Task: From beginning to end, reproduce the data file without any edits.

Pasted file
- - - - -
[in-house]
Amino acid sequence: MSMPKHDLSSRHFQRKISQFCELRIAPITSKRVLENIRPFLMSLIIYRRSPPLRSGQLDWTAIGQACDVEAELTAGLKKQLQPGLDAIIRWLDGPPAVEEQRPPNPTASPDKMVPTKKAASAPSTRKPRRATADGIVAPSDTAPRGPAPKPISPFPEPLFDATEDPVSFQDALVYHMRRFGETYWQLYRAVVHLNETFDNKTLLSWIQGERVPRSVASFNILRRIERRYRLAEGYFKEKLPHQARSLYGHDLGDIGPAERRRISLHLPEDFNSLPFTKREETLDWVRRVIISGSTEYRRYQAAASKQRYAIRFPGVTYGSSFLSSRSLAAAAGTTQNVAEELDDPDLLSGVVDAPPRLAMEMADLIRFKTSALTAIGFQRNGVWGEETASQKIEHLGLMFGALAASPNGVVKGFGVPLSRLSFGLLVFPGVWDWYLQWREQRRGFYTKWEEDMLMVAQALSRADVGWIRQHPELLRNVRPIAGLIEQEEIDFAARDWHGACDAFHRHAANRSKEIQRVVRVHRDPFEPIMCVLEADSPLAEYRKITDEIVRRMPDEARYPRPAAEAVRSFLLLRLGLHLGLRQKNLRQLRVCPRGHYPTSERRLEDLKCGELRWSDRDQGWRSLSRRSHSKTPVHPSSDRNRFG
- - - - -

[in-house]
Amino acid sequence: MSMPKHDLSSRHFQRKISQFCELRIAPITSKRVLENIRPFLMSLIIYRRSPPLRSGQLDWTAIGQACDVEAELTAGLKKQLQPGLDAIIRWLDGPPAVEEQRPPNPTASPDKMVPTKKAASAPSTRKPRRATADGIVAPSDTAPRGPAPKPISPFPEPLFDATEDPVSFQDALVYHMRRFGETYWQLYRAVVHLNETFDNKTLLSWIQGERVPRSVASFNILRRIERRYRLAEGYFKEKLPHQARSLYGHDLGDIGPAERRRISLHLPEDFNSLPFTKREETLDWVRRVIISGSTEYRRYQAAASKQRYAIRFPGVTYGSSFLSSRSLAAAAGTTQNVAEELDDPDLLSGVVDAPPRLAMEMADLIRFKTSALTAIGFQRNGVWGEETASQKIEHLGLMFGALAASPNGVVKGFGVPLSRLSFGLLVFPGVWDWYLQWREQRRGFYTKWEEDMLMVAQALSRADVGWIRQHPELLRNVRPIAGLIEQEEIDFAARDWHGACDAFHRHAANRSKEIQRVVRVHRDPFEPIMCVLEADSPLAEYRKITDEIVRRMPDEARYPRPAAEAVRSFLLLRLGLHLGLRQKNLRQLRVCPRGHYPTSERRLEDLKCGELRWSDRDQGWRSLSRRSHSKTPVHPSSDRNRFG